In my country (Canada), mind mapping is in the curriculum from a very early age. This skill is a foundation for critical thinking and, indeed, project and report creation and development—as well as beginning the research, discovery and exploration process.
“A mind map is an easy way to brainstorm thoughts organically without worrying about order and structure. It allows you to visually structure your ideas to help with analysis and recall.
A mind map is a diagram for representing tasks, words, concepts, or items linked to and arranged around a central concept or subject using a non-linear graphical layout that allows the user to build an intuitive framework around a central concept. A mind map can turn a long list of monotonous information into a colorful, memorable and highly organized diagram that works in line with your brain’s natural way of doing things.
“Although the term “mind map” was first popularized by British popular psychology author and television personality Tony Buzan, the use of diagrams that visually “map” information using branching and radial maps traces back centuries.“
“Buzan suggests the following guidelines for creating mind maps:
- Start in the center with an image of the topic, using at least 3 colors.
- Use images, symbols, codes, and dimensions throughout your mind map.
- Select key words and print using upper or lower-case letters.
- Each word/image is best alone and sitting on its own line.
- The lines should be connected, starting from the central image. The lines become thinner as they radiate out from the center.
- Make the lines the same length as the word/image they support.
- Use multiple colors throughout the mind map, for visual stimulation and also for encoding or grouping.
- Develop your own personal style of mind mapping.
- Use emphasis and show associations in your mind map.
- Keep the mind map clear by using radial hierarchy or outlines to embrace your branches.”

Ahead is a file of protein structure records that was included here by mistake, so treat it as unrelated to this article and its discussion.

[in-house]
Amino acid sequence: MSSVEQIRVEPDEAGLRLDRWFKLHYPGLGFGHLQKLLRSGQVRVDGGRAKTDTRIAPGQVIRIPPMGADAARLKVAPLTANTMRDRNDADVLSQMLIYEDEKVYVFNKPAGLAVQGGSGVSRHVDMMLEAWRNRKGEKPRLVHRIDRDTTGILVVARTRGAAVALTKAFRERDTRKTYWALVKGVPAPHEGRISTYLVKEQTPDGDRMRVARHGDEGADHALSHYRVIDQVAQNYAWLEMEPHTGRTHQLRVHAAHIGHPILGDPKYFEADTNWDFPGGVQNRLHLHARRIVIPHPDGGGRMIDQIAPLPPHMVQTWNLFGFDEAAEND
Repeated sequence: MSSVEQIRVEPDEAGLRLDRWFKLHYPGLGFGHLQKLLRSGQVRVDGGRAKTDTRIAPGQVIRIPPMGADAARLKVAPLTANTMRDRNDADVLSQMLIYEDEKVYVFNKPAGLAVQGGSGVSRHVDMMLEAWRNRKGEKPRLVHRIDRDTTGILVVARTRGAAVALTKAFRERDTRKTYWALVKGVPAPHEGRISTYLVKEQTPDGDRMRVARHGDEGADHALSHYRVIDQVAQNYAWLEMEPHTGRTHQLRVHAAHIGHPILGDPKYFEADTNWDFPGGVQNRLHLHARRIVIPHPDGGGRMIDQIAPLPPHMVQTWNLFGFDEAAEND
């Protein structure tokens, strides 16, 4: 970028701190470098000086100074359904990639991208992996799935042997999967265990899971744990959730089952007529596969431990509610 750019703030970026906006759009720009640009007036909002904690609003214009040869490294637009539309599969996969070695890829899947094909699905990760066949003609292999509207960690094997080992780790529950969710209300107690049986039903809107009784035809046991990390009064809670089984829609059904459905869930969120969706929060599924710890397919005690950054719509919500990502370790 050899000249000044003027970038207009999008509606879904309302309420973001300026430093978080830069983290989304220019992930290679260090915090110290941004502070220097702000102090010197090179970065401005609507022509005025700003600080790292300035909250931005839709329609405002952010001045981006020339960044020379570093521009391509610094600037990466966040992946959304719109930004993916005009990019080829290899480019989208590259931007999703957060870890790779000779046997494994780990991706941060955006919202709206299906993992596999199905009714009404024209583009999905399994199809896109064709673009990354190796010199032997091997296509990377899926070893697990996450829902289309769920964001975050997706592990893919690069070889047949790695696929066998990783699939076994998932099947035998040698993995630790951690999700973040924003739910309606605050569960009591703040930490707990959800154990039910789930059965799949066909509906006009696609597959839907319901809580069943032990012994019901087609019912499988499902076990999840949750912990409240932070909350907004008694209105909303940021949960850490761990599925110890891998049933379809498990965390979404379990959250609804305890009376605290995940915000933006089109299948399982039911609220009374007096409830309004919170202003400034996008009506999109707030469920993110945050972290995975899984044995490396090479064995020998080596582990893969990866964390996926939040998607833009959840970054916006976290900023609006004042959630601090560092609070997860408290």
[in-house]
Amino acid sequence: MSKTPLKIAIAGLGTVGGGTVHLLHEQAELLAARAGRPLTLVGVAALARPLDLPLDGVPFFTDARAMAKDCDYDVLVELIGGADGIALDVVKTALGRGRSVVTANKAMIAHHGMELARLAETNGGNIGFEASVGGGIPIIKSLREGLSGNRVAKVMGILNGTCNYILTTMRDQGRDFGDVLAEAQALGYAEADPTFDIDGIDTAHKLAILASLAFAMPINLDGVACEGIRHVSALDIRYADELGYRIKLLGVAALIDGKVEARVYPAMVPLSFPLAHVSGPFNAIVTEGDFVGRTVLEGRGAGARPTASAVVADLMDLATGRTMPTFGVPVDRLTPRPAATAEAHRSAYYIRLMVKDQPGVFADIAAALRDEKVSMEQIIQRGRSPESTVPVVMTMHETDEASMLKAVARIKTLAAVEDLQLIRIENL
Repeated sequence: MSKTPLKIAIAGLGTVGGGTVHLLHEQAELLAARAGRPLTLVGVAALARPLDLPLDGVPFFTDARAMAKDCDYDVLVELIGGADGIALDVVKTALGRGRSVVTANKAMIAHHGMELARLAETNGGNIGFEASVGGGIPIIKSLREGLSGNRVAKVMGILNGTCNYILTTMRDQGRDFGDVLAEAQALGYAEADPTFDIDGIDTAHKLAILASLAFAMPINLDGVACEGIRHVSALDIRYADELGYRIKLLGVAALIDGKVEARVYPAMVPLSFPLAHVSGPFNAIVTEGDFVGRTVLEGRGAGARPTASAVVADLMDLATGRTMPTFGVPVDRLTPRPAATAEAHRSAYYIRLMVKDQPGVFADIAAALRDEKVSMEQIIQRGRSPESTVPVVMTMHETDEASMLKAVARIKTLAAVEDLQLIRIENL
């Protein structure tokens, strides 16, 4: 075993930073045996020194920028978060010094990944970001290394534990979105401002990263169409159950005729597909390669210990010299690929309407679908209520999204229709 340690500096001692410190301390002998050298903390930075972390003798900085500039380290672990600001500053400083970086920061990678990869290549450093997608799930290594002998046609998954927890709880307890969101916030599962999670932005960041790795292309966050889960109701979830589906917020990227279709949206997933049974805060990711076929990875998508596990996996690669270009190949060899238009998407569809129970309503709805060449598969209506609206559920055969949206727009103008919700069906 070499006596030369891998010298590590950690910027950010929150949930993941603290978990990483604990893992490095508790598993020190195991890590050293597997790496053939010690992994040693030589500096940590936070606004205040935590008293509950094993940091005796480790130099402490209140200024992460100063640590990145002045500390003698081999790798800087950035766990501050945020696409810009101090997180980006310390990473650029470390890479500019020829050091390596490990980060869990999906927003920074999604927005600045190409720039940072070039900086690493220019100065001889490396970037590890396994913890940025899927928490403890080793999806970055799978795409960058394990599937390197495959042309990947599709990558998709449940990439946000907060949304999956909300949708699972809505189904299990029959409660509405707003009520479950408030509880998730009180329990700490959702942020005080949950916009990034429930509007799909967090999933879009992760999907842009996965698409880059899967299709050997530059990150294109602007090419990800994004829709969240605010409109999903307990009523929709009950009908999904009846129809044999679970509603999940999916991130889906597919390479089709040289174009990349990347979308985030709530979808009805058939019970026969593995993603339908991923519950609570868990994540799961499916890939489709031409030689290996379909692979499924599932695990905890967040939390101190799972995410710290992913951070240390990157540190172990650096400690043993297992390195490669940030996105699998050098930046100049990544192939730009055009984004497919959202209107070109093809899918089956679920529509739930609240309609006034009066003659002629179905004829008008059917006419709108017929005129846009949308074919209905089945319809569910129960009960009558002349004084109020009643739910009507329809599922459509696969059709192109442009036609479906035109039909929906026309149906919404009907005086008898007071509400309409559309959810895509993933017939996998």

By mind mapping a specific goal, you start to build a path to implementation. Indeed, it may be a useful exercise to mind map the library professional’s approach/needs versus those of the client.
The growth–share matrix (aka the product portfolio matrix, Boston Box, BCG-matrix, Boston matrix, Boston Consulting Group analysis, portfolio diagram) is a chart that was created by Bruce D. Henderson for the Boston Consulting Group in 1970.
It helps organizations analyze their product portfolio to prioritize the allocation of resources. As an analytical tool to review ideas, projects and services it serves as a good starting point to review where to grow, cull, disinvest, or choose.
There is no real magic in cows, dogs, starts and question marks and you can feel free to label the four-box matrix and the axes any way you want to match your goals and filters. For example:
Either way, you’ve added value by moving from lists and information to something more organized, containing direction, and providing insight that guides research and discussion.
Librarians, archivists and museum professionals can learn and improve our organizations by seeing good practices LAM colleagues are developing.
Special librarians delivering training should know what doesn’t work, as well as what does. The myth of learning styles is an example.
Slack offers a common communication platform with colleagues for quick questions, common challenges, and projects; practical tips for using it.
Interview with librarian and consultant Miriam Kahn with her perspective on trends in special librarianship and the future of the profession.